While graduate students at public universities usually fall under state regulations on the status of public employees’ unions, and thus escape the jurisdiction of the NLRB, private graduate students’ legal ability to unionize traces back to a petition brought before the NLRB by students at Adelphi University in 1972. Directly following the precedent set by Cornell just two years prior—which held that private universities were under the jurisdiction of the NLRB, using the university’s engagement in interstate commerce as justification—students at Adelphi petitioned to join the existing faculty union. The NLRB found that graduate students were primarily students and “do not share a sufficient community of interest with the regular faculty to warrant their inclusion in the unit.” Important to note, Adelphi didn’t indicate that graduate student employees weren’t able to unionize in accordance with the Wagner Act in their collective bargaining unit. However, in 1974, physics students at Stanford delivered a petition to NLRB to form an independent union for physics research assistants; the Board held that graduate student assistants were not “employees” as defined by the Wagner Act because they were “primarily students,” and thus were not entitled to the protections of the Act. This was the position of the NLRB for 40 years—with the exception of the period between the 2000 NYU ruling, when graduate students at private institutions were permitted to unionize, and the 2004 Brown University ruling of a Bush-appointee-heavy board that overturned NYU. Again, the Board concluded that while there might be some economic aspect to the system of compensation for teaching assistance, “it is clear to us that graduate student assistants, including those at Brown, are primarily students and have a primarily educational, not economic, relationship with their university.”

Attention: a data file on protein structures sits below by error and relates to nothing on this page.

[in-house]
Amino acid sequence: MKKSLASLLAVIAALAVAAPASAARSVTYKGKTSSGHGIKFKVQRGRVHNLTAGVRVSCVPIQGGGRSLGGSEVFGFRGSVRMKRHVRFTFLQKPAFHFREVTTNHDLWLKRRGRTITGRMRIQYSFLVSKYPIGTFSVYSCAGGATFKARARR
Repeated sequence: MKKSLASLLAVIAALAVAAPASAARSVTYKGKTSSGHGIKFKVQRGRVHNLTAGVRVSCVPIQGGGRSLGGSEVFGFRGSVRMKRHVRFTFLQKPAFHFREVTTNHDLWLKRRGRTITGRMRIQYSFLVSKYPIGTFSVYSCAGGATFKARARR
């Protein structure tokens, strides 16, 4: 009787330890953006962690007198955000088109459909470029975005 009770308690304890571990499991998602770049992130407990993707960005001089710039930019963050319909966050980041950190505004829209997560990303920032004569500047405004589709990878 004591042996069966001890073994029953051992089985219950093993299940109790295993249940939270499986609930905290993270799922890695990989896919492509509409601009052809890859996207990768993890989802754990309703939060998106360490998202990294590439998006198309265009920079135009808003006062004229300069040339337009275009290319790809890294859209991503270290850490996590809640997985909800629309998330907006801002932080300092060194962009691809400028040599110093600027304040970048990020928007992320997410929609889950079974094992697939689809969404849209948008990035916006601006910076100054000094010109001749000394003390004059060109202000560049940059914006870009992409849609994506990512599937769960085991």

In August of this year, the NLRB ruled on a petition from graduate students at Columbia, which had been received at the end of 2014. Reversing its Brown decision, the current Board’s argument hinged on that fact that “statutory coverage is permitted by virtue of an employment relationship; it is not foreclosed by the existence of some other, additional relationship that the Act does not reach.” In other words, regardless of whether or not the academic dimension of graduate students’ relationship to their university outweighs the economic dimension, the mere existence of an employment relationship permits the formation of a collective bargaining unit. In an intentionally broad move (“it is appropriate to extend statutory coverage to students working for universities covered by the Act unless there are strong reasons not to do so”), the NLRB’s approved bargaining unit included graduate students, terminal Master’s degree students, and even undergraduates employed under certain conditions.
Today, graduate unions at several peer institutions are in the final stages of organization. The Graduate Workers of Columbia, affiliated with United Automobile Workers, will be holding their election on December 7 and 8. The Harvard Graduate Student Union, also affiliated with UAW, held their election in mid-November, though the results were not finalized by the time we went to print. The Duke Graduate Students Union, affiliated with Service Employee International Union, has filed their petition to the NLRB to hold an election. The Yale graduate employee union, Local 33, affiliated with UNITE HERE has also submitted their petition and is awaiting an election date by the NLRB. Efforts for unionization at here at the “Southern Ivy” have lagged behind, as one might expect. But the history of graduate organization hasn’t always been so tepid.